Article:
In what is a surprise to no one, advertisers are begging Google not to kill third-party cookies in Chrome, according to CNBC.
Google announced earlier this week its plans to phase out third-party cookies within two years. The company is trying to improve user privacy, while at the same time addressing the needs of advertisers, something it does not believe other browser makers do. While Apple’s Safari and Mozilla’s Firefox both include the ability to block third-party cookies, Google believes those solutions leave advertisers in the cold and encourage them to use more drastic and invasive methods to track users and make money.
In their post announcing the plans, Google was light on details, promising to continue working with the web and advertising community to deliver a solution that was beneficial to all parties. That doesn’t seem to be enough for advertisers, however, as Dan Jaffe, EVP of government relations at the Association of National Advertisers, and Dick O’Brien, EVP of government relations at the American Association of Advertising Agencies, issued a statement protesting Google’s decision.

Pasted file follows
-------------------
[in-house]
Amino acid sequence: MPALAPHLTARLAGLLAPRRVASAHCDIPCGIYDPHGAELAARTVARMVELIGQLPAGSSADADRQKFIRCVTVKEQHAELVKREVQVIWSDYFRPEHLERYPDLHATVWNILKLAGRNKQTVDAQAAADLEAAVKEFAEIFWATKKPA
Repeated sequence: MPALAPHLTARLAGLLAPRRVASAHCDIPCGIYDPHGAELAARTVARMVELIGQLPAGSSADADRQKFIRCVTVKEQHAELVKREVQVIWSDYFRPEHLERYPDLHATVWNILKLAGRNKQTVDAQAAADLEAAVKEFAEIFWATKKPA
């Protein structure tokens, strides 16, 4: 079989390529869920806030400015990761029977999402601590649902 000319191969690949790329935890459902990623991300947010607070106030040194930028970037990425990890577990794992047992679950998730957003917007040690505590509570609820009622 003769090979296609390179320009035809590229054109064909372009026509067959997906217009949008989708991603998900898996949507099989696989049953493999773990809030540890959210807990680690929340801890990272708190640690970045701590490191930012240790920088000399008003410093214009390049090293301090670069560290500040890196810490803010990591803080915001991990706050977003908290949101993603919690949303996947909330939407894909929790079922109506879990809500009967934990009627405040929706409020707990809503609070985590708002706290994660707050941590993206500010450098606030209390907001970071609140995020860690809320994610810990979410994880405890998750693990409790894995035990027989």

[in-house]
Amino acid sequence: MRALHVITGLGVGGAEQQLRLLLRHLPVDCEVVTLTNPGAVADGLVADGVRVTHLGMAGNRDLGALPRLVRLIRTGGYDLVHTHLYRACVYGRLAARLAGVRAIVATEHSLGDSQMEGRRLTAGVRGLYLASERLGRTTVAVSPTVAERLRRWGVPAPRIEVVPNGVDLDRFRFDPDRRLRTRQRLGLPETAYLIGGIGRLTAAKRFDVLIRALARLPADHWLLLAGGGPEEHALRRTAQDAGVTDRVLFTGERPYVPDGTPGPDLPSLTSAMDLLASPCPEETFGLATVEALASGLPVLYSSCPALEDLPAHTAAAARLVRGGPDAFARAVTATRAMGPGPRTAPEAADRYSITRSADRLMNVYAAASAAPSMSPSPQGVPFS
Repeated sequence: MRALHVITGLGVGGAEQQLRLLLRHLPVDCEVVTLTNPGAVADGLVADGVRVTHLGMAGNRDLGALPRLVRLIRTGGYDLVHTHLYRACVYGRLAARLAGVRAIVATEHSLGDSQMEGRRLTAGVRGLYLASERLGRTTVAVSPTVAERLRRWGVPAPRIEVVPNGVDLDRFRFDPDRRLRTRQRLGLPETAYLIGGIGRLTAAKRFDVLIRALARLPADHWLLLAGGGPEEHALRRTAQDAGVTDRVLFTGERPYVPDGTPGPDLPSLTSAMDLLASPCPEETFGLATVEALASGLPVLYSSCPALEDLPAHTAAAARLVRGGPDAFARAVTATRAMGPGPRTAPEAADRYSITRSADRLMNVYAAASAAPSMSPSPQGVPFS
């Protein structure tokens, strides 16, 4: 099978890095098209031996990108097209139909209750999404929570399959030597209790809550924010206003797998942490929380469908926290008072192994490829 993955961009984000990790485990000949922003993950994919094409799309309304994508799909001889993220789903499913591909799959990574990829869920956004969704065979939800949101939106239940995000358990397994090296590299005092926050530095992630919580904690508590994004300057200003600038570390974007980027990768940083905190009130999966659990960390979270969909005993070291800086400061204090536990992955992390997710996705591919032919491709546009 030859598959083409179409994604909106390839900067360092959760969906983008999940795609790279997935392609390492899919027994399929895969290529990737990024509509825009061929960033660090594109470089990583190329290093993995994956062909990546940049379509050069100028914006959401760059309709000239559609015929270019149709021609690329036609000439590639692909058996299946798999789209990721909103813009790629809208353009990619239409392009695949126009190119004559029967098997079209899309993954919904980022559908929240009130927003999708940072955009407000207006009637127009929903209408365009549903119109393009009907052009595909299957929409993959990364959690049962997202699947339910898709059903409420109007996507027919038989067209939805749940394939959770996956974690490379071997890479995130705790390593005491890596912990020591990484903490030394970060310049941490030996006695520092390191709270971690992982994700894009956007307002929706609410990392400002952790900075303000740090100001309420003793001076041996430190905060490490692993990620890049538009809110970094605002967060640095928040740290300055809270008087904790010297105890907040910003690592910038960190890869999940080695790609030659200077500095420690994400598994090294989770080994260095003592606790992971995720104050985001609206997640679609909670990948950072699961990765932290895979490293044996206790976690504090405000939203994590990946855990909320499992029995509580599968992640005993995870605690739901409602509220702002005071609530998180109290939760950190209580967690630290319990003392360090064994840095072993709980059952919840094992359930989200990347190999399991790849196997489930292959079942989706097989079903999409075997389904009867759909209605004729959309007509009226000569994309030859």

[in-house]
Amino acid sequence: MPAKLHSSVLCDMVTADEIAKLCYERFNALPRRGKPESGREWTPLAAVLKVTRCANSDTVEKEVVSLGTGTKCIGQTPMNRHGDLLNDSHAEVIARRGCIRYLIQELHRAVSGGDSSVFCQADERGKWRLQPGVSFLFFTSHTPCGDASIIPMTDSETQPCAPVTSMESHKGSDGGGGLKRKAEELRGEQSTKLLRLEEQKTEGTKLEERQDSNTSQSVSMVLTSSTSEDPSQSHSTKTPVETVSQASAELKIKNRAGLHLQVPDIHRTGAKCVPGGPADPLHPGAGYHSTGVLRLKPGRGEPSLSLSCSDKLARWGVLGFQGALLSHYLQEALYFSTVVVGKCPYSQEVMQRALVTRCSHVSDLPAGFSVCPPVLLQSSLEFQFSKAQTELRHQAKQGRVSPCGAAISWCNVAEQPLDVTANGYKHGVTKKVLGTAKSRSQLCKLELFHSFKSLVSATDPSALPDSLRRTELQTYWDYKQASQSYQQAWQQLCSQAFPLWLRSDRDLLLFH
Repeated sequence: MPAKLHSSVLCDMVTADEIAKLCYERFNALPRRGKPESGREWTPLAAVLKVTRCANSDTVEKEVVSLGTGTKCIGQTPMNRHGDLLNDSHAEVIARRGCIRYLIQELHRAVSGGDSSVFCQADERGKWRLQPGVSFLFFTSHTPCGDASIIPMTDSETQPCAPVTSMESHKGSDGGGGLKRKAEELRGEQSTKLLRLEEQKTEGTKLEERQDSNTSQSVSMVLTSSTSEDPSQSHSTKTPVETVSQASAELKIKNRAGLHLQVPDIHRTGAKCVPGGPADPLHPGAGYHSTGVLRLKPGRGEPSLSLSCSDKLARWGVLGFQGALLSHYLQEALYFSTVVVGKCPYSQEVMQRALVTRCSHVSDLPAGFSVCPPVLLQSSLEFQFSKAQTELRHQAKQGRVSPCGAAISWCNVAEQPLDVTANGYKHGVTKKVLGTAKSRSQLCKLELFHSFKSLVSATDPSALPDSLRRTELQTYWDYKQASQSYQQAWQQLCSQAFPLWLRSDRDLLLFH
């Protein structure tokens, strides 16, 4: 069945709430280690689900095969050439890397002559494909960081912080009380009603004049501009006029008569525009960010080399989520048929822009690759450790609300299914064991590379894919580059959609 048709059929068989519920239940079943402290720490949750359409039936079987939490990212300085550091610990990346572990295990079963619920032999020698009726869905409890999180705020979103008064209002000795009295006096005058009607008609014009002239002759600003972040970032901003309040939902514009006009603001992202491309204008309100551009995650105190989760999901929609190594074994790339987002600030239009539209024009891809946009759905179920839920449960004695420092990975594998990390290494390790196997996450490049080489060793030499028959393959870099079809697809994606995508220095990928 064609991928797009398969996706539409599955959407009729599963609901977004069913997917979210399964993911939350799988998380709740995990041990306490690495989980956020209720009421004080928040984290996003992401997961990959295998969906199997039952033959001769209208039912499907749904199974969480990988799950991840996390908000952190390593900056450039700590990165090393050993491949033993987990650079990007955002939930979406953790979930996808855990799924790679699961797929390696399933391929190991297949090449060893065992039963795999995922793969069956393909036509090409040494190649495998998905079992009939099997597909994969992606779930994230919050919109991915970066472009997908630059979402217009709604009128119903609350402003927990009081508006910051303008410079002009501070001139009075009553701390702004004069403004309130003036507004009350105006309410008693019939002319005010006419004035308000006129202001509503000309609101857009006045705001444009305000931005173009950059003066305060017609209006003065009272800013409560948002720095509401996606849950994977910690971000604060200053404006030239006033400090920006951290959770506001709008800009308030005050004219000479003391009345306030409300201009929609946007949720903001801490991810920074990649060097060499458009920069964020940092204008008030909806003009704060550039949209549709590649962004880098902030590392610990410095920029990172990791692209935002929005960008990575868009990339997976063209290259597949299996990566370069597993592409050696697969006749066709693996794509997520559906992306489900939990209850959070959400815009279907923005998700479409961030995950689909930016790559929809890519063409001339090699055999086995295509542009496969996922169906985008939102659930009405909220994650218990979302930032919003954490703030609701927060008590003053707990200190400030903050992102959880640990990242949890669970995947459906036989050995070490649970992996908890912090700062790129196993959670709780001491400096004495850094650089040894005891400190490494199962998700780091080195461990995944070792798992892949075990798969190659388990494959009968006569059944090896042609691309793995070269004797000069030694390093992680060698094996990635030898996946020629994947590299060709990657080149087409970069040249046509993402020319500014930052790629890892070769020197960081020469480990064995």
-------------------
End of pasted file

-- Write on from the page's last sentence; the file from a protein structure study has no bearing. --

According CNBC, the statement said Google’s plans“may choke off the economic oxygen from advertising that startups and emerging companies need to survive.”
The advertising groups acknowledged Google’s efforts to implement an alternative to the current cookie-based methods, but urged caution so as not to disrupt the web’s ecosystem with a half-baked solution.
“In the interim, we strongly urge Google to publicly and quickly commit to not imposing this moratorium on third party cookies until effective and meaningful alternatives are available,” the statement said.
As CNBC highlights, these same groups have expressed opposition to California’s CCPA privacy law, so it should be no surprise they aren’t happy with anything that impedes their ability to advertise—not even in the name of protecting user privacy.